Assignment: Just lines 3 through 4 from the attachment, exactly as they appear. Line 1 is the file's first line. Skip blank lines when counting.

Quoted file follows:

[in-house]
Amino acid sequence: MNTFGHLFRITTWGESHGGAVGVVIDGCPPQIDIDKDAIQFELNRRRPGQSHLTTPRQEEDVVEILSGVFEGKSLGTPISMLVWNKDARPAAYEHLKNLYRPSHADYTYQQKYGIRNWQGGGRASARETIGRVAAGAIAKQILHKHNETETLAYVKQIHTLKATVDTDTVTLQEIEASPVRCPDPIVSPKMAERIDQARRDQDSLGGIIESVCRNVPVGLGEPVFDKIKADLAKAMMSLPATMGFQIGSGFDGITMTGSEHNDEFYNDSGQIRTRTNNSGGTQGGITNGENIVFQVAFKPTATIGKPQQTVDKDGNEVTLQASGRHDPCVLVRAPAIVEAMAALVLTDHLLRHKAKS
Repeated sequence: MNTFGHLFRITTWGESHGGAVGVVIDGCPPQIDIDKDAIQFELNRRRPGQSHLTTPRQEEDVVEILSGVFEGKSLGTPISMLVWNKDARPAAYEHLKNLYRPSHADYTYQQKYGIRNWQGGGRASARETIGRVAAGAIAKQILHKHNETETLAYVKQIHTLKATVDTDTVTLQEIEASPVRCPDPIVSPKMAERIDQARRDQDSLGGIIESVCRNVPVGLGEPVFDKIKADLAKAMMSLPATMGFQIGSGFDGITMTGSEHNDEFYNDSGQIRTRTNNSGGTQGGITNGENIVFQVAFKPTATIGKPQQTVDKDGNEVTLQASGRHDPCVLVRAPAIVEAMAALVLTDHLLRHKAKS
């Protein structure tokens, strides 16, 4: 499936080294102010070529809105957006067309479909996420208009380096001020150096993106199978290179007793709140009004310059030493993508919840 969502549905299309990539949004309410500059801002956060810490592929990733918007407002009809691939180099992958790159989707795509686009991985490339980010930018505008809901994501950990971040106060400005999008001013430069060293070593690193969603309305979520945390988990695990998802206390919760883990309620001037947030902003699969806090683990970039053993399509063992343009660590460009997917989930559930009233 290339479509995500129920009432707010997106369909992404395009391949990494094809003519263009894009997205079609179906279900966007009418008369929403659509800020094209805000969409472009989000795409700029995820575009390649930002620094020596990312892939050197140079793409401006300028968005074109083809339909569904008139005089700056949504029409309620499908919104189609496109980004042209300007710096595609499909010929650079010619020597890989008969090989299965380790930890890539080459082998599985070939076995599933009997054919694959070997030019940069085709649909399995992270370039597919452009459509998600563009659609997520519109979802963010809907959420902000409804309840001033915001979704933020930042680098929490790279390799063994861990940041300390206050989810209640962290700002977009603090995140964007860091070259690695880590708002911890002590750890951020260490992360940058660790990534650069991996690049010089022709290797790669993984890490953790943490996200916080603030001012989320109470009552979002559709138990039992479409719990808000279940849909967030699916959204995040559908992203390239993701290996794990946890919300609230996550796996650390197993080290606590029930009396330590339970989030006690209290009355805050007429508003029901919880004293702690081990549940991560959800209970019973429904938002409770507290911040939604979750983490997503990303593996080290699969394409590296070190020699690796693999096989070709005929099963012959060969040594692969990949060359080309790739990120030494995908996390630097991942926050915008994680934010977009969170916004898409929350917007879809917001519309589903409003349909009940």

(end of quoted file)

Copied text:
Repeated sequence: MNTFGHLFRITTWGESHGGAVGVVIDGCPPQIDIDKDAIQFELNRRRPGQSHLTTPRQEEDVVEILSGVFEGKSLGTPISMLVWNKDARPAAYEHLKNLYRPSHADYTYQQKYGIRNWQGGGRASARETIGRVAAGAIAKQILHKHNETETLAYVKQIHTLKATVDTDTVTLQEIEASPVRCPDPIVSPKMAERIDQARRDQDSLGGIIESVCRNVPVGLGEPVFDKIKADLAKAMMSLPATMGFQIGSGFDGITMTGSEHNDEFYNDSGQIRTRTNNSGGTQGGITNGENIVFQVAFKPTATIGKPQQTVDKDGNEVTLQASGRHDPCVLVRAPAIVEAMAALVLTDHLLRHKAKS
């Protein structure tokens, strides 16, 4: 499936080294102010070529809105957006067309479909996420208009380096001020150096993106199978290179007793709140009004310059030493993508919840 969502549905299309990539949004309410500059801002956060810490592929990733918007407002009809691939180099992958790159989707795509686009991985490339980010930018505008809901994501950990971040106060400005999008001013430069060293070593690193969603309305979520945390988990695990998802206390919760883990309620001037947030902003699969806090683990970039053993399509063992343009660590460009997917989930559930009233 290339479509995500129920009432707010997106369909992404395009391949990494094809003519263009894009997205079609179906279900966007009418008369929403659509800020094209805000969409472009989000795409700029995820575009390649930002620094020596990312892939050197140079793409401006300028968005074109083809339909569904008139005089700056949504029409309620499908919104189609496109980004042209300007710096595609499909010929650079010619020597890989008969090989299965380790930890890539080459082998599985070939076995599933009997054919694959070997030019940069085709649909399995992270370039597919452009459509998600563009659609997520519109979802963010809907959420902000409804309840001033915001979704933020930042680098929490790279390799063994861990940041300390206050989810209640962290700002977009603090995140964007860091070259690695880590708002911890002590750890951020260490992360940058660790990534650069991996690049010089022709290797790669993984890490953790943490996200916080603030001012989320109470009552979002559709138990039992479409719990808000279940849909967030699916959204995040559908992203390239993701290996794990946890919300609230996550796996650390197993080290606590029930009396330590339970989030006690209290009355805050007429508003029901919880004293702690081990549940991560959800209970019973429904938002409770507290911040939604979750983490997503990303593996080290699969394409590296070190020699690796693999096989070709005929099963012959060969040594692969990949060359080309790739990120030494995908996390630097991942926050915008994680934010977009969170916004898409929350917007879809917001519309589903409003349909009940």